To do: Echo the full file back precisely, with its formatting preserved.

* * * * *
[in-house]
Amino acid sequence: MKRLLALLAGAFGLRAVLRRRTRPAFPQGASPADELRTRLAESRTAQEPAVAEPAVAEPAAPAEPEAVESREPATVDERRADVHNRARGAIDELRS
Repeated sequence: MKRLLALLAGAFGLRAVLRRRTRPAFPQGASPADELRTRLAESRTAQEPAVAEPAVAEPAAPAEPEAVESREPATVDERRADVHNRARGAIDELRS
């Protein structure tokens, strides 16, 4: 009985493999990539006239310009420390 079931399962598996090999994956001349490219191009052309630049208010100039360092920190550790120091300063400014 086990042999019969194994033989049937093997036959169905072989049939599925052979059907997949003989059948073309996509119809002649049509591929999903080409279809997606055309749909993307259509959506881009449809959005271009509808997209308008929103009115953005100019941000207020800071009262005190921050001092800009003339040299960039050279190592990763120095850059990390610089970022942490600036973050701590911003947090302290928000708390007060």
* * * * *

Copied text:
[in-house]
Amino acid sequence: MKRLLALLAGAFGLRAVLRRRTRPAFPQGASPADELRTRLAESRTAQEPAVAEPAVAEPAAPAEPEAVESREPATVDERRADVHNRARGAIDELRS
Repeated sequence: MKRLLALLAGAFGLRAVLRRRTRPAFPQGASPADELRTRLAESRTAQEPAVAEPAVAEPAAPAEPEAVESREPATVDERRADVHNRARGAIDELRS
């Protein structure tokens, strides 16, 4: 009985493999990539006239310009420390 079931399962598996090999994956001349490219191009052309630049208010100039360092920190550790120091300063400014 086990042999019969194994033989049937093997036959169905072989049939599925052979059907997949003989059948073309996509119809002649049509591929999903080409279809997606055309749909993307259509959506881009449809959005271009509808997209308008929103009115953005100019941000207020800071009262005190921050001092800009003339040299960039050279190592990763120095850059990390610089970022942490600036973050701590911003947090302290928000708390007060």